One-half of U.S. physicians report feeling burned out, and 3 in 5 of those doctors say they have felt burned out for over two years, according to the Physician Burnout & Depression Report for 2024 from Medscape. While the study’s press release asserts there may be “progress” given the percent of doctors citing burnout fell by 4 percentage points from 53% of doctors in 2022 to 49% in 2023, it is obvious the U.S. physicians need greater support and less taboo concerning their mental health which impacts both their professional and personal lives.








For this annual study, Medscape polled 9.226 U.S. practicing clinicians online between July and October 2024. The clinicians represented 29+ specialties.

The specialty with the greatest percentage of physicians reporting burnout were in emergency medicine, 63% of whom said they fell into the burnout zone. Following emergency doctors, 50% plus of the following specialties reported burnout: Ob/Gyn, Oncology, Pediatrics, Family Medicine, Radiology, Pulmonary Medicine, Anesthesiology, Gastroenterology, and Internal Medicine.

The least likely to feel burned out, according to Medscape, were plastic surgeons (37%), ophthalmologists (39%), and psychiatrists (39%).








Burnout is more prevalent than depression: 49% of physicians cited burnout in 2024 versus 20% of clinicians saying they were depressed.

Underneath the burnout statistic, women physicians were more likely to say they felt burnout compared with male doctors — by a rate of 56% of women versus 44% of men practicing medicine.

Regardless of whether the doctor was male or female, equal percentages of them said their burnout or depression was due to job stress — for both genders, 30% said “all” of the burnout/depression was due to work and 53% said most of the mental health issues were due to job stress.








42% of physicians said they had felt burned out for over two years.

What underpins clinicians feelings of burnout? What factors have most contributed?

By far the #1 cause contributing to burnout was too many bureaucratic tasks — such as charting and paperwork (a burden that has been well-documented especially following the implementation of electronic health records).

Following dealing with bureaucracy, clinicians feeling burnout point to too many hours at work; lack of respect from administrators, employers, colleagues or staff; and, insufficient control and lack of autonomy.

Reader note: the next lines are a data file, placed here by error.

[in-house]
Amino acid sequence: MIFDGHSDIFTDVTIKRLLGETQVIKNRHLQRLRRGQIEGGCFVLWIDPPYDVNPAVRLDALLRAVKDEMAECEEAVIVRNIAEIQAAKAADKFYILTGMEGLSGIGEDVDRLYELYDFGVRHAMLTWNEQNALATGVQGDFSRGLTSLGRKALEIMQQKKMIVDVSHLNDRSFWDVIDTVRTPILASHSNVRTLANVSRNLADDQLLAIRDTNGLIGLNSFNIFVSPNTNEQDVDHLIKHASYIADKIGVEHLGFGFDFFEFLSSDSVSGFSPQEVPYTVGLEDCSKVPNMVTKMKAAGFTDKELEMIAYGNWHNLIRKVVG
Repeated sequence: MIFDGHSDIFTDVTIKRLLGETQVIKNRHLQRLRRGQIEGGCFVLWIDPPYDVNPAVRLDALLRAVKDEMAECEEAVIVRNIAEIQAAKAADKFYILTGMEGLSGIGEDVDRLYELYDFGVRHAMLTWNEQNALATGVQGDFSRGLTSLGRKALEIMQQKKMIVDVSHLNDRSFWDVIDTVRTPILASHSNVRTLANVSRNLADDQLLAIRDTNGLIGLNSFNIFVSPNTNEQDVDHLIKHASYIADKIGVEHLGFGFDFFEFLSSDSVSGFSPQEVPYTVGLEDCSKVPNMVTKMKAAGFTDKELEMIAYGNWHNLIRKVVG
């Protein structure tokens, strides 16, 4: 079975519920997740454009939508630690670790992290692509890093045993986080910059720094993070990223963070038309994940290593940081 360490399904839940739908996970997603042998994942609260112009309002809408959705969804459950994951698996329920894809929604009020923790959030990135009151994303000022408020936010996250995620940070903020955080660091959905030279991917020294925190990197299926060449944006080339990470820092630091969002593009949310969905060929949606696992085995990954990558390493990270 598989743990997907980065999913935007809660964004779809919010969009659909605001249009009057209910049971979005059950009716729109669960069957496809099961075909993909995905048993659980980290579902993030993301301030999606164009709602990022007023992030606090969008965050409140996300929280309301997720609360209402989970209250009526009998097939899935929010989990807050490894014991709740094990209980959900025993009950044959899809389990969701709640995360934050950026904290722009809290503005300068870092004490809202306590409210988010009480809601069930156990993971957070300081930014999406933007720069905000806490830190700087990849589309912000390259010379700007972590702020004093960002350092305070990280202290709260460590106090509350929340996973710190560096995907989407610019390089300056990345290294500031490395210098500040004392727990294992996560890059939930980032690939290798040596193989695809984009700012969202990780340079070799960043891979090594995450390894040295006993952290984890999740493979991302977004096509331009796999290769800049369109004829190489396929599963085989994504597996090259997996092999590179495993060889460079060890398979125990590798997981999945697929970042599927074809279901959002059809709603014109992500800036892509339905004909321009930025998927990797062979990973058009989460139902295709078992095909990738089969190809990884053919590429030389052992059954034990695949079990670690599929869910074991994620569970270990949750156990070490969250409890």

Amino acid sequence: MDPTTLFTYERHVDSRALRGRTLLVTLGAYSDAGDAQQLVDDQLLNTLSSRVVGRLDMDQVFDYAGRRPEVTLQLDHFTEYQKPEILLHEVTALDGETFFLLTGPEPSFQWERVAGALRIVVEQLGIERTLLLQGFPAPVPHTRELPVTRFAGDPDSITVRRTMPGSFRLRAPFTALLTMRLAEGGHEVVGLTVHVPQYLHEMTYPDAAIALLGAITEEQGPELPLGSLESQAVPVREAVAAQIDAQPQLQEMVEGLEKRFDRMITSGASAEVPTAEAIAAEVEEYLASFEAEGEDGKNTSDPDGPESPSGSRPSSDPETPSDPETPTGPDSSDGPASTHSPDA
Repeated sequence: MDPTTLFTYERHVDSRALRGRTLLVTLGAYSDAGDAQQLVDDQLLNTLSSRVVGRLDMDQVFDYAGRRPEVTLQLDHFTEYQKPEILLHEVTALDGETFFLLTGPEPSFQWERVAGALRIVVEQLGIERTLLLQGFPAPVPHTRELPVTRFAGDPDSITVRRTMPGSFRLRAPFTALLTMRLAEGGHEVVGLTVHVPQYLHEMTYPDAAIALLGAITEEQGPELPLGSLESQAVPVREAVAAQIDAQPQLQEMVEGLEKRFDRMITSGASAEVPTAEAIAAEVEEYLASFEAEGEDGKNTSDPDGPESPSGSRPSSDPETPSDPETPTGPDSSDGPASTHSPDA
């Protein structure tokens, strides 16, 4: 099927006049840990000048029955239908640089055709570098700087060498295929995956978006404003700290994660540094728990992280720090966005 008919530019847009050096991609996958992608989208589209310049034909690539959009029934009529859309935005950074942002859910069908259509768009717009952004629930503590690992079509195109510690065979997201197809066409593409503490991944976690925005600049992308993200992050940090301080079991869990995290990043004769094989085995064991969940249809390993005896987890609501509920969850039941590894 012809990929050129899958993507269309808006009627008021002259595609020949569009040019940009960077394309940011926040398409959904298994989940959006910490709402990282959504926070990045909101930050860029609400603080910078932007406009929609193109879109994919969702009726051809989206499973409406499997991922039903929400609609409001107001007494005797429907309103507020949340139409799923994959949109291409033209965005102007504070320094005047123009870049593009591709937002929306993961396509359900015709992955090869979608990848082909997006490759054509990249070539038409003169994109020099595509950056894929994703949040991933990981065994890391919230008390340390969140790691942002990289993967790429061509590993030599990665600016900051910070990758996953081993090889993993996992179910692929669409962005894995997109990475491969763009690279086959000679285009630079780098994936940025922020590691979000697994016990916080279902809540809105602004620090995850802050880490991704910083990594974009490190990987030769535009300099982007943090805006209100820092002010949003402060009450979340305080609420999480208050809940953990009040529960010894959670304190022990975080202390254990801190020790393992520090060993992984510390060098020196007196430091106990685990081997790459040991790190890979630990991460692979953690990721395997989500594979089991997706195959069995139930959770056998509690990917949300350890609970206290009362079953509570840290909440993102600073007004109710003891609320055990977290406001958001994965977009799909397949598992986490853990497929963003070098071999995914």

Burnout has also impacted physicians’ personal relationships: “somewhat” among 73% and “a lot” for 13%.

Notwithstanding their self-awareness about burnout and/or depression, most physicians have not reached out for professional help for their conditions current or in the past. Only 15% of doctors feeling burnout had ever reached out for professional help, and only 11% of physicians citing depression did so. Why would doctors not tell anyone about their feelings of depression?

The top reasons were,

  1. That people might doubt my abilities as a physician, among 44% of the clinicians
  2. That the Medical Board or employer could find out (for 42%), and,
  3. That it makes a negative statement about me personally, for 40% of the doctors.

Physicians who maintain happiness and mental health cited several strategies and lifestyle choices, with most turning to spending time with family and friends, activities and hobbies (like reading, cooking, and gardening), exercise, getting enough sleep, and eating healthy.








Health Populi’s Hot Points:  While physicians admitted their personal relationships are negatively impacted by burnout and/or depression, they also are self-aware that their mental health impacts their patient relationships.

40% of doctors said they easily get exasperated with patients. Another 26% admit to being less careful with patient notes, and 15% express frustration in front of patients.

While nearly 50% of doctors said their interactions with patients are “unaffected,” this translates to 55% of physicians whose interactions with patients are impacted by burnout or depression. 

How to address the observed sources of stress on clinicians? In terms of staffing deficiencies and lack of support, the most immediate relief can be further implementing team-based care, respecting licensed professionals working at the top of their license and supporting these clinicians across-the-board with technology that’s well-designed with their involvement.

Further supporting productivity and autonomy would be bringing telehealth and omnichannel care fully to health care, enabling patient-physician consultations cross-state borders and paying for visits that may be asynchronous — that is, not in real-time — giving time back to both physicians and patients but ensuring continuity-of-care and access.







The annual Medscape study into physicians’ feelings of burnout, which underpins depression in the report, reminds us to embrace the pillars of the Quintuple Aim — especially to support clinicians’ well-being and to enhance the patient’s health care experience. Attending the other three factors — addressing cost per capita/patient, bolstering population health outcomes, and dealing with health equity also feed into a virtuous cycle of improving health care for all.